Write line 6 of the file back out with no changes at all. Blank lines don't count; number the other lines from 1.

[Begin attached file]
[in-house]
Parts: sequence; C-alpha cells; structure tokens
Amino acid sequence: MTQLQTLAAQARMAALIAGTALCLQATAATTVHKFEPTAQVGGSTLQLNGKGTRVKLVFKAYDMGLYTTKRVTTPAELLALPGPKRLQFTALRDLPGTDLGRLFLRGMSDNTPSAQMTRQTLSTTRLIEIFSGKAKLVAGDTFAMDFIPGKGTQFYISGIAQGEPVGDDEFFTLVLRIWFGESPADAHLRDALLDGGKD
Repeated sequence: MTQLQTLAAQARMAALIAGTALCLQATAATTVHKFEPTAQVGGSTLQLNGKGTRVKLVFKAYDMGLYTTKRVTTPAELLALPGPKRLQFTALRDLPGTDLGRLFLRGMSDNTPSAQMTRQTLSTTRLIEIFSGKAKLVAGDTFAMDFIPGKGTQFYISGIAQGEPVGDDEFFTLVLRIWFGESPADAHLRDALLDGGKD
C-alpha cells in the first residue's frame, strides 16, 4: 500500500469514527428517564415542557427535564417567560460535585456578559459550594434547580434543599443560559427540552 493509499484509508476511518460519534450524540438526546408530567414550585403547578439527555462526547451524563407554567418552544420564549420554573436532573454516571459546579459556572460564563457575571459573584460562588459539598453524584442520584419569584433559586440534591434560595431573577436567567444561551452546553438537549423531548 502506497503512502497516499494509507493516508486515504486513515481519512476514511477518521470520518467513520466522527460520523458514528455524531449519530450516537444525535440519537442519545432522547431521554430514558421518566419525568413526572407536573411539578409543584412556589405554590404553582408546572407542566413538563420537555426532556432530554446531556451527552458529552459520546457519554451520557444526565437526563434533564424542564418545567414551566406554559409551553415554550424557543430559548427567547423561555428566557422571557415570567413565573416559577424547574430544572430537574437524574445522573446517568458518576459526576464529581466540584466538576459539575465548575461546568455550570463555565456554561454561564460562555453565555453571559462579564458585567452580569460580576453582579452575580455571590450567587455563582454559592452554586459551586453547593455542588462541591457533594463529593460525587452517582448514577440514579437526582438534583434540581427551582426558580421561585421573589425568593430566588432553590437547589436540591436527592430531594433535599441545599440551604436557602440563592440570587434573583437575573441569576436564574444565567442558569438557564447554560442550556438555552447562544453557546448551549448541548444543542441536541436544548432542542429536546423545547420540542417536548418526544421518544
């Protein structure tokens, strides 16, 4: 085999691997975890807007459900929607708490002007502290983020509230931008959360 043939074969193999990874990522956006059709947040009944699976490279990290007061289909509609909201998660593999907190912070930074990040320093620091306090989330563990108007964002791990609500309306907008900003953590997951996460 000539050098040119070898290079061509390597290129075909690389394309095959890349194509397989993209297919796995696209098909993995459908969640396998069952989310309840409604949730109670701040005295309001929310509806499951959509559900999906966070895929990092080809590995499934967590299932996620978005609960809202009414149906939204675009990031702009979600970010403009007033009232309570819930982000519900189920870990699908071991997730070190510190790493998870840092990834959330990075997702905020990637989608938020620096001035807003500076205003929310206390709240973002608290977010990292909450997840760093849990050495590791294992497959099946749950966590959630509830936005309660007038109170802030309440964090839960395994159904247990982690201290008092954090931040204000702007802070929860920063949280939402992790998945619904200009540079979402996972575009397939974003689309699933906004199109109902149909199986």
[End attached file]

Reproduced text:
């Protein structure tokens, strides 16, 4: 085999691997975890807007459900929607708490002007502290983020509230931008959360 043939074969193999990874990522956006059709947040009944699976490279990290007061289909509609909201998660593999907190912070930074990040320093620091306090989330563990108007964002791990609500309306907008900003953590997951996460 000539050098040119070898290079061509390597290129075909690389394309095959890349194509397989993209297919796995696209098909993995459908969640396998069952989310309840409604949730109670701040005295309001929310509806499951959509559900999906966070895929990092080809590995499934967590299932996620978005609960809202009414149906939204675009990031702009979600970010403009007033009232309570819930982000519900189920870990699908071991997730070190510190790493998870840092990834959330990075997702905020990637989608938020620096001035807003500076205003929310206390709240973002608290977010990292909450997840760093849990050495590791294992497959099946749950966590959630509830936005309660007038109170802030309440964090839960395994159904247990982690201290008092954090931040204000702007802070929860920063949280939402992790998945619904200009540079979402996972575009397939974003689309699933906004199109109902149909199986």